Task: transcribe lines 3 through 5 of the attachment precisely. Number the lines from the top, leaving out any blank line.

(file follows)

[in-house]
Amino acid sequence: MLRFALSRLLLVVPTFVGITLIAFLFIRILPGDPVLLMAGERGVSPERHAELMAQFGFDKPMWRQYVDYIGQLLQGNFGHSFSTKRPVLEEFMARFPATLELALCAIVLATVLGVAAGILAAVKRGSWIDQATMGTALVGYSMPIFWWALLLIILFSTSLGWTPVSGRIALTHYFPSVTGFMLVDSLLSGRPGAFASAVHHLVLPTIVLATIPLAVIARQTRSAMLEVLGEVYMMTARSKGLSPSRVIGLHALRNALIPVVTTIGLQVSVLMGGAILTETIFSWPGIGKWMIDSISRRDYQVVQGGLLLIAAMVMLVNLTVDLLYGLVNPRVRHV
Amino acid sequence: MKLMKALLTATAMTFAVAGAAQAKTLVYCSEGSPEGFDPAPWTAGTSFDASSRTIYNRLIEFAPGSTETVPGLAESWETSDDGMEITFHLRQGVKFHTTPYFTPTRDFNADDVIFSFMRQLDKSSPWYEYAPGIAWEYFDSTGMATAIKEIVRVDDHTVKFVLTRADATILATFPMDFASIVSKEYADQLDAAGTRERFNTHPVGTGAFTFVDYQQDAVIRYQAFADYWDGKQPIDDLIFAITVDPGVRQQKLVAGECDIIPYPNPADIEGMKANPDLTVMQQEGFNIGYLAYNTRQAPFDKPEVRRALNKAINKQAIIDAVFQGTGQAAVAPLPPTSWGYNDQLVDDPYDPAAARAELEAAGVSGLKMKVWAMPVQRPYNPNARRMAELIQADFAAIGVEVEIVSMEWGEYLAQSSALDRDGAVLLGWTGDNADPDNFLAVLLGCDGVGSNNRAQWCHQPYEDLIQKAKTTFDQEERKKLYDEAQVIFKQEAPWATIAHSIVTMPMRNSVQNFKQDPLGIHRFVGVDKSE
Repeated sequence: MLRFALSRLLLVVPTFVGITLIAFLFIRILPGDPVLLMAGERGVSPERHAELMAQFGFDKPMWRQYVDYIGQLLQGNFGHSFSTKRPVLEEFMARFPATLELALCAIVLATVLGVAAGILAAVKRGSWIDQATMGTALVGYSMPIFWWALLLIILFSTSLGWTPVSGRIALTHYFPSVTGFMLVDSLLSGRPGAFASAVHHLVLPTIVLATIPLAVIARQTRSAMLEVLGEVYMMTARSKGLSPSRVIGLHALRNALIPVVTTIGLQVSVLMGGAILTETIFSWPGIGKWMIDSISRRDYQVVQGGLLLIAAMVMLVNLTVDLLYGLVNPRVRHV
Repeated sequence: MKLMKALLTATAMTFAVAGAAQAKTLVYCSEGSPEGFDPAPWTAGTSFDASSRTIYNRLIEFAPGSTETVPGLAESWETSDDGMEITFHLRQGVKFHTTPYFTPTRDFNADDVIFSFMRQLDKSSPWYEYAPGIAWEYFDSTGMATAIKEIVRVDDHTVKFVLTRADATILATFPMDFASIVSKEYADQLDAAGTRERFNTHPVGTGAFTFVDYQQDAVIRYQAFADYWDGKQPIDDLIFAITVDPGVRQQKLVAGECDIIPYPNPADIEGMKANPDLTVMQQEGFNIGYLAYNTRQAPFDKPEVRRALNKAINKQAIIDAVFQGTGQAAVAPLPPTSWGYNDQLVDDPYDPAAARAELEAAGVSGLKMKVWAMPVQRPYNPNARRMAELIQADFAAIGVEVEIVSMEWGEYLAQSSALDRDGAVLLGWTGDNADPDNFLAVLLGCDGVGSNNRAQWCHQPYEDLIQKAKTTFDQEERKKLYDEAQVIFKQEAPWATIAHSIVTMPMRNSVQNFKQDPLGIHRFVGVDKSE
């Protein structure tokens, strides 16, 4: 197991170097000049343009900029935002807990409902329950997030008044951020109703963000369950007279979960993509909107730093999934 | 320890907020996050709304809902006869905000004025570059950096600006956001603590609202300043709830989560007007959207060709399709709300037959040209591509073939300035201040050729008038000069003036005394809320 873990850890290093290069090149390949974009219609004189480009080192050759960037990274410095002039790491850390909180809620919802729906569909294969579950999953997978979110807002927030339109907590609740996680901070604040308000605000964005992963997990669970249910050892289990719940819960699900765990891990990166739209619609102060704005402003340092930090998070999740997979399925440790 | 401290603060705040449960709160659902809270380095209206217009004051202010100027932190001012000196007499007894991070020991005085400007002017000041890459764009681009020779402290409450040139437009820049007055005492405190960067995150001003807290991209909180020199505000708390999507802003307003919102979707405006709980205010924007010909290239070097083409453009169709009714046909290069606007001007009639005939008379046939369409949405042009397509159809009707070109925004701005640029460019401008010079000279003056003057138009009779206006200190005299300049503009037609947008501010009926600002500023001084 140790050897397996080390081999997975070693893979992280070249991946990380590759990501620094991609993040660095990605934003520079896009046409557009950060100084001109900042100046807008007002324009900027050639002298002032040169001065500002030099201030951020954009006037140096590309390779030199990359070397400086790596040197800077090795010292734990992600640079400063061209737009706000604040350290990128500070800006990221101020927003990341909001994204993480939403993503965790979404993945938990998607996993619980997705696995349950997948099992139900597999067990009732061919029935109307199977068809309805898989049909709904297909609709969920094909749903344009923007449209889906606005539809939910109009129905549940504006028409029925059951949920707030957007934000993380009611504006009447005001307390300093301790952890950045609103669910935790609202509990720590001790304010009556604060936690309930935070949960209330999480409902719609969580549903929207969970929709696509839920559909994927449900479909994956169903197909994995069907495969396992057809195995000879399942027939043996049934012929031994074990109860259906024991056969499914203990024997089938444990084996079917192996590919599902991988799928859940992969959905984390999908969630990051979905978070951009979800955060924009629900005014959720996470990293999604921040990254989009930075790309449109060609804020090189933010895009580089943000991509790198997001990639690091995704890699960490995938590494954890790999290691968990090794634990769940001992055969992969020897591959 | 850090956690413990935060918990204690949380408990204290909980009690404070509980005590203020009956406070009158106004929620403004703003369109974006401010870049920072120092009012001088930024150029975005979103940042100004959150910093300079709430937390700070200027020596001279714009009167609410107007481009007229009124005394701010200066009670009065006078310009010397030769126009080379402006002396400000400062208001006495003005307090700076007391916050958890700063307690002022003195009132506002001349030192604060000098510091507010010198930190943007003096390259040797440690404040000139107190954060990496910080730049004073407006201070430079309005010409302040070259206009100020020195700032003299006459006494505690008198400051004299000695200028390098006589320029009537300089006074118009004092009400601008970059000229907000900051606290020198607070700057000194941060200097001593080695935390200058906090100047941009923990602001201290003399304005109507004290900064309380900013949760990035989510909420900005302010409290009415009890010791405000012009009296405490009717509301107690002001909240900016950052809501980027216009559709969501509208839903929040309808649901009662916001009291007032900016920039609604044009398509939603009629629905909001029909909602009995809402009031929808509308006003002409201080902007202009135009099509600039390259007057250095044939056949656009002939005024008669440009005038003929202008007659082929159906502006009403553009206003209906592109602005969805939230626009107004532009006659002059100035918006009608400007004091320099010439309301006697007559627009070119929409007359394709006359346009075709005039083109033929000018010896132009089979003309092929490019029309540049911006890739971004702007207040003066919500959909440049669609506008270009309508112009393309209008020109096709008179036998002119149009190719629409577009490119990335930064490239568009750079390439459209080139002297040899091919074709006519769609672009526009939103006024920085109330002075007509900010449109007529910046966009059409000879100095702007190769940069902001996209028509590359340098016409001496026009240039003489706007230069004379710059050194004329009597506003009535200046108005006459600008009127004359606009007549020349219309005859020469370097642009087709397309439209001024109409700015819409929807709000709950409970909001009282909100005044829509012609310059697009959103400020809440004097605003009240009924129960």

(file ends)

Amino acid sequence: MKLMKALLTATAMTFAVAGAAQAKTLVYCSEGSPEGFDPAPWTAGTSFDASSRTIYNRLIEFAPGSTETVPGLAESWETSDDGMEITFHLRQGVKFHTTPYFTPTRDFNADDVIFSFMRQLDKSSPWYEYAPGIAWEYFDSTGMATAIKEIVRVDDHTVKFVLTRADATILATFPMDFASIVSKEYADQLDAAGTRERFNTHPVGTGAFTFVDYQQDAVIRYQAFADYWDGKQPIDDLIFAITVDPGVRQQKLVAGECDIIPYPNPADIEGMKANPDLTVMQQEGFNIGYLAYNTRQAPFDKPEVRRALNKAINKQAIIDAVFQGTGQAAVAPLPPTSWGYNDQLVDDPYDPAAARAELEAAGVSGLKMKVWAMPVQRPYNPNARRMAELIQADFAAIGVEVEIVSMEWGEYLAQSSALDRDGAVLLGWTGDNADPDNFLAVLLGCDGVGSNNRAQWCHQPYEDLIQKAKTTFDQEERKKLYDEAQVIFKQEAPWATIAHSIVTMPMRNSVQNFKQDPLGIHRFVGVDKSE
Repeated sequence: MLRFALSRLLLVVPTFVGITLIAFLFIRILPGDPVLLMAGERGVSPERHAELMAQFGFDKPMWRQYVDYIGQLLQGNFGHSFSTKRPVLEEFMARFPATLELALCAIVLATVLGVAAGILAAVKRGSWIDQATMGTALVGYSMPIFWWALLLIILFSTSLGWTPVSGRIALTHYFPSVTGFMLVDSLLSGRPGAFASAVHHLVLPTIVLATIPLAVIARQTRSAMLEVLGEVYMMTARSKGLSPSRVIGLHALRNALIPVVTTIGLQVSVLMGGAILTETIFSWPGIGKWMIDSISRRDYQVVQGGLLLIAAMVMLVNLTVDLLYGLVNPRVRHV
Repeated sequence: MKLMKALLTATAMTFAVAGAAQAKTLVYCSEGSPEGFDPAPWTAGTSFDASSRTIYNRLIEFAPGSTETVPGLAESWETSDDGMEITFHLRQGVKFHTTPYFTPTRDFNADDVIFSFMRQLDKSSPWYEYAPGIAWEYFDSTGMATAIKEIVRVDDHTVKFVLTRADATILATFPMDFASIVSKEYADQLDAAGTRERFNTHPVGTGAFTFVDYQQDAVIRYQAFADYWDGKQPIDDLIFAITVDPGVRQQKLVAGECDIIPYPNPADIEGMKANPDLTVMQQEGFNIGYLAYNTRQAPFDKPEVRRALNKAINKQAIIDAVFQGTGQAAVAPLPPTSWGYNDQLVDDPYDPAAARAELEAAGVSGLKMKVWAMPVQRPYNPNARRMAELIQADFAAIGVEVEIVSMEWGEYLAQSSALDRDGAVLLGWTGDNADPDNFLAVLLGCDGVGSNNRAQWCHQPYEDLIQKAKTTFDQEERKKLYDEAQVIFKQEAPWATIAHSIVTMPMRNSVQNFKQDPLGIHRFVGVDKSE